Ventricular Septal Defect patients counseling at Ribat University Hospital in regards to their doctor's between May 2021 and December 2021

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Ahmed Omer Elsadig
Ayat Mussa
Ahmed Abd Elnasser
Mustafa Moneir Diab
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Napata College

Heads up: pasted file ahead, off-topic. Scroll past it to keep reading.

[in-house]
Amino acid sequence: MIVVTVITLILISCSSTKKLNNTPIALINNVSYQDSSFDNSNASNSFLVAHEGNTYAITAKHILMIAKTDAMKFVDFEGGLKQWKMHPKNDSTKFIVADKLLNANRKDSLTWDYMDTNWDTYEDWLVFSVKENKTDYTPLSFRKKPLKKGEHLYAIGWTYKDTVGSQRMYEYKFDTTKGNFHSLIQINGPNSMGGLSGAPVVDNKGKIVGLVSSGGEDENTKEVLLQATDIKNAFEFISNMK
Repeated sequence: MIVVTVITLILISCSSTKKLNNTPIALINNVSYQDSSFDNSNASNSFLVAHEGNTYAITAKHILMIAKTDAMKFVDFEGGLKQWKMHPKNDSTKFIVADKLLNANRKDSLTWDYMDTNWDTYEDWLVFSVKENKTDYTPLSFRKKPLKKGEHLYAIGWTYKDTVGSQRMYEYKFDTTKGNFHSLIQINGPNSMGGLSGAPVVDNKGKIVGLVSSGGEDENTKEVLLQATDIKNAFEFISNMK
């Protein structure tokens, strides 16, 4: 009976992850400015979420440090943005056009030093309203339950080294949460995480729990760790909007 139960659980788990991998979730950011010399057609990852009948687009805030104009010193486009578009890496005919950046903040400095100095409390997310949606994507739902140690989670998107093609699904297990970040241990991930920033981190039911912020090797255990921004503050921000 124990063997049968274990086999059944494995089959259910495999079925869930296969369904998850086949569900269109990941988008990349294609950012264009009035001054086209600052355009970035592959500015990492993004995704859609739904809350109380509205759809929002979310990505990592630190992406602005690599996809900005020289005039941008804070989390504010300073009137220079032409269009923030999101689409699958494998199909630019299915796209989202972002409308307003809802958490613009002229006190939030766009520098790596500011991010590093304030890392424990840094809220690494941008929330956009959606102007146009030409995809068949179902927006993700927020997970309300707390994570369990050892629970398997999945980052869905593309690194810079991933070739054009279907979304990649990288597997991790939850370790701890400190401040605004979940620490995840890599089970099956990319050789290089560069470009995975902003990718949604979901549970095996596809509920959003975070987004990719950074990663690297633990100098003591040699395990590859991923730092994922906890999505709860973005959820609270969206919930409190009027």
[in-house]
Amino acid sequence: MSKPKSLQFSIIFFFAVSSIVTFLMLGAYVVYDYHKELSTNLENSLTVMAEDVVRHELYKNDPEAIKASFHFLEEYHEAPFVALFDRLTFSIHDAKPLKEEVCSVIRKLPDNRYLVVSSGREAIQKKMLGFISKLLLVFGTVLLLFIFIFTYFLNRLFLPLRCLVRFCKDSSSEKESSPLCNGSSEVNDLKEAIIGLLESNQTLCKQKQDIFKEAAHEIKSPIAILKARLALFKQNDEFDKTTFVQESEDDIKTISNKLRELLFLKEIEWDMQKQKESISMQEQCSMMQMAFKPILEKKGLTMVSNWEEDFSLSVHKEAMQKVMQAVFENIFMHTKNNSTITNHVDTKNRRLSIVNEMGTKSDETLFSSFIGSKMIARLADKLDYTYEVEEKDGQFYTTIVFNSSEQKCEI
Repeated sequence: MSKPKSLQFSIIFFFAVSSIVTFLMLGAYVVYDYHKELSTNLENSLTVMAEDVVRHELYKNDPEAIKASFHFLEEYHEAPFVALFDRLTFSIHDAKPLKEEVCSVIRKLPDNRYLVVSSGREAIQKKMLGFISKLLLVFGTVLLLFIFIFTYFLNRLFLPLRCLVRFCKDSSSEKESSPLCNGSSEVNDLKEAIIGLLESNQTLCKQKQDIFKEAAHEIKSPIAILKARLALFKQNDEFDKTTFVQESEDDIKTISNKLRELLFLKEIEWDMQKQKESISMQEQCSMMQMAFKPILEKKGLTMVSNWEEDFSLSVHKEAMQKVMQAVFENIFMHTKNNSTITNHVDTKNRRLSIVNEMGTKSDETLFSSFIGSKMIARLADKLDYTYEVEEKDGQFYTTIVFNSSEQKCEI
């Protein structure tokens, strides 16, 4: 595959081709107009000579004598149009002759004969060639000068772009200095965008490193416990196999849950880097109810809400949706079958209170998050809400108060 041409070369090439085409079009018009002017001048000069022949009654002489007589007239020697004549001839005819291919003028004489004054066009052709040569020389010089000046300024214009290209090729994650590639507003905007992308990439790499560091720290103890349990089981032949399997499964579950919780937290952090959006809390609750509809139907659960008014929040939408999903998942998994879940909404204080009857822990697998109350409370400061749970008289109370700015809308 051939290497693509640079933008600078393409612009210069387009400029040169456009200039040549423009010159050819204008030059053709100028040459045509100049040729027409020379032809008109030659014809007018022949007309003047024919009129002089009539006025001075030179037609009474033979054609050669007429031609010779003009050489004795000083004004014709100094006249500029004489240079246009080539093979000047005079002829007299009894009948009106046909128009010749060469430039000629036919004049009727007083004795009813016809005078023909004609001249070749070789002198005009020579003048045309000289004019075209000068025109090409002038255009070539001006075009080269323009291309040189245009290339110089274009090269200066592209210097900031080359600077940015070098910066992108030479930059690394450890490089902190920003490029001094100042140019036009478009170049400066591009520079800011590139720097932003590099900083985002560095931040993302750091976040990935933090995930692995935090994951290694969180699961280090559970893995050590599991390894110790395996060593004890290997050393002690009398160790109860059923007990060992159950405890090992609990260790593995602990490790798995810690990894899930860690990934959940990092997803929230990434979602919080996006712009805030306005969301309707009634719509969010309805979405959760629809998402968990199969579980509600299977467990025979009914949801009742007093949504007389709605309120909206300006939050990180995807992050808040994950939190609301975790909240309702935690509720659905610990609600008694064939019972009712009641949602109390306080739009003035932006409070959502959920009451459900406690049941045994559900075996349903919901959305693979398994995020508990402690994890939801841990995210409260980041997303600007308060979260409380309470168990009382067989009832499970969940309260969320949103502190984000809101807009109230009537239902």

Introduction: The World Health Organization (WHO) defines counselling as ‘a well-focused process, limited in time and specific, which uses the interaction to help people deal with their problems and respond in a proper way to specific difficulties in order to develop new coping strategies. A doctor-patient relationship formed when a doctor attends to a patient’s medical needs and this relation built on trust, respect, communication and a common understanding of both doctor and patients’ (1). As a patient, being counseled in a good manner enables you to obtain sufficient information about your health problem, symptoms and available treatment, then how to deal properly and cope with the disease. Many patients suffer because they do not know enough about their disease so they deal with it wrongly, which leads them to a worse condition. Effective physician-patient communication has been shown to positively influence health outcomes by increasing patient satisfaction so a physician must appreciate that the patient is not just a group of symptoms, damaged organ and alerted emotions but he is human being. The United States’ (henceforth only referred to as US) Center for Disease Control (CDC) defines VSD as ‘a birth defect of the heart in which there is a hole in the wall (septum) that separates the two lower chambers (ventricles) of the heart.’ (2). Symptoms of VSD include, as per Mayo Clinic’s website ‘poor eating, failure to thrive; fast breathing or breathlessness; easy tiring………… Sometimes a VSD isn't detected until a person reaches adulthood. Symptoms and signs can include shortness of breath or a heart murmur’ (3). Research Methodology: This is a descriptive hospital-based cross-sectional study that took place in RUH. Our results showed that patients of the younger age group (18-23) were more knowledgeable regarding VSD than their comparatively elder counterparts (24+). There was a significant correlation between the patients’ socioeconomic level and their knowledge of their illness (those found to be of a ‘higher’ socioeconomic status possessed more knowledge of how VSD manifests itself as opposed to those deemed to be of a ‘lower’ socioeconomic status), the same was found to be true in regards to the patients’ educational level (those with higher levels of education were found to be better knowledgeable of their illness). Most (72%) were between the ages of 18 and 23, and were diagnosed between birth and 5 years of age (64%). None of our participants were diagnosed with VSD post the age of 15. 82% of our participants held a secondary education degree. 14% held post-secondary degrees, while 4% had only primary education 67% were found to have an income of under 100,000 SDG per month. 27% had a monthly income between 100,001 and 300,000 SDG per month, while only 6% of our participants had an income of over 300,000 SDG a month. In so far as the patients views in regards to their doctor’s ‘rudeness’ towards them, only 7% considered their doctor to be very rude ‘8-10’, while 27% considered their doctor to be kind ‘1-3’. The remainder 66% were rather neutral, assessing their doctors at between 4 and 7 on the ‘rudeness’ scale. 85% answered ‘yes’ when asked if their doctors explained their illness to them. Most of those (78%) were very satisfied with their doctors’ explanation, 3% were very dissatisfied with it and 10% were neutral on the topic. 100% of our participants answered ‘Yes’ when asked if their doctors explained the function(s) of their medication. 100% were very satisfied with the aforementioned explanation. 26% of our participants had only been with one doctor, 74% had seen at least 2 doctors in their lifetime. Despite this, only 7% of them had changed doctors due to them not liking the way their doctors treated them. The findings were consistent with data pertaining to the education of parents of children with VSD. Conclusion: In conclusion, our research showed that patients were not very knowledgeable in regards to their illness. It also showed that not enough medical doctors sufficiently teach their patients of their illness. Recommendations: i) The use of echocardiography screening in newborns in areas with high levels of reported VSD. ii) The exploitation of virtual communication technologies to aid in the education process regarding VSDs. iii) The invitation of experts on the topic in public platforms and allowing them to discuss their topic of knowledge so as to see to it that more trustworthy information is available to the public. iv) Teaching of communication skills courses in medical schools and insistence upon the student showing the ability to convey information to patients in a manner understandable to them. v) Positive work towards increasing the ratio of doctors to patients so as to see to it that the doctors are provided better time per patient. vi) The introduction of motivational payment plans for doctors so that younger individuals find themselves motivated to join medicine. The conduction of research in Sudan regarding VSD, counselling, and VSD counselling.